Tuesday, February 11, 2014

I Was Over the Moon to Find that Kiddush Levanah Is Not Moon Worship

Kiddush levanah (קדוש לבנה), or the sanctification of the moon, is one of the more peculiar practices in Judaism. Between the third and fourteenth days after the appearance of the new moon (מולד) [on Rosh Chodesh], one goes outside with a minyan and recites a series of prayers to bless the new moon (Shulchan Aruch, Orach Chayim, 426:2). At first glance, קדוש לבנה seems like moon-worship, and for many moons, I felt that way because not only did the practice gave me that vibe (might have something to do with putting your feet together and lifting them three times), but also because moon-worship was also common amongst pagan cultures. However, I recently had a change of mind. Why?

For one, how is it any different when Jews say a bracha over anything else? Jews say brachot over food, smelling fragrances, lighting Shabbat candles, when we hear thunder, and many other instances. It does not mean we are worshiping the items, but sanctifying them in a moment of holiness. This would explain why one only glances at the moon briefly before saying the bracha rather than staring at it the entire time and fixating upon it. The prefatory Psalm 148 reaffirms this notion. 

We become closer to G-d by appreciating His creations, which is why anyone who blesses the new moon is as if he has greeted the Divine Presence (Babylonian Talmud, Sanhedrin 42a). After blessing the new moon, one uses the moon's light to recognize one's friends and co-religionists and to wish them Shalom Aleichem. Shalom Aleichem reminds us that because humans are created in His Image, we also greet our fellow man and wish him well.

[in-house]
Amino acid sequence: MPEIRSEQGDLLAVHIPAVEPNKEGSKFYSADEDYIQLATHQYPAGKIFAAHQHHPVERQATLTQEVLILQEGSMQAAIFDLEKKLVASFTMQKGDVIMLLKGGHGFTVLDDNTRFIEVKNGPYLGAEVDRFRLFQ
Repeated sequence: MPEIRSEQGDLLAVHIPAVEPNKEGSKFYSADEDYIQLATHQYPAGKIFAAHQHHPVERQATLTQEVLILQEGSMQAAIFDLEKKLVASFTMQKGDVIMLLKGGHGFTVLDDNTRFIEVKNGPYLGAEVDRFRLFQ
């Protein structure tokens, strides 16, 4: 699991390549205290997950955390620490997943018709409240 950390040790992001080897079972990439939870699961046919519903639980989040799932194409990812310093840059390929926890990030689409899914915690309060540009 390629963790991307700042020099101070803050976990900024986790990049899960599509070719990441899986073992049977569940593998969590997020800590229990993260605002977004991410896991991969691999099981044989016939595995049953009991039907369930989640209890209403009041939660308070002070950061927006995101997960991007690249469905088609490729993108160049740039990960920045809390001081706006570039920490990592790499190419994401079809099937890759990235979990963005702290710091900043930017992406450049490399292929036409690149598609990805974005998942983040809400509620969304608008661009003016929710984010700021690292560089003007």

Symbolism of the moon also plays a pivotal role in bringing meaning to the practice. The monthly reappearance of the moon engenders a sense of renewal. Renewal helps us gain a sense of strength and hope, which is supposed to bring us joy. There is also symbolism in the moonlight. Much like the moon waxes and wanes, we also have high points and low points in life.  Moonlight illuminates in darkness. We can make it through in dark times because of the moonlight, which is why we should be appreciative of the moon. Unlike other brachot, which do not highly recommend the use of a minyan, קדוש לבנה does. The fact that it is optimal to recite the bracha with a quorum of ten shows us that we don't have to face the darkness of life alone. 

Additionally, R. Menahem HaMeiri points out that wonders of nature are a reflection of G-d's presence, which requires us to praise His greatness. During קדוש לבנה, we recognize G-d's might and control over nature (Beiur Halacha 426:2). We further recognize His strength by reciting Aleinu afterwards. 

קדוש לבנה is much more than just howling at the moon. קדוש לבנה provides us with a monthly encounter with the Divine that helps us get closer to G-d and appreciate His creations.

1 comment:

  1. Judaism has so many beautiful rituals. It sounds cliche but I do believe Judaism has "something for everyone". You've also reminded me that one of my life goals is to sing the Rosh Chodesh blessing like a boss, in the style of this woman, Bas Sheva, one of the first female cantors.

    http://www.youtube.com/watch?v=yb6-VH_uL4M

    Although my version may reflect my lack of familiarity with the Ashkenazi havara... LOL.

    ReplyDelete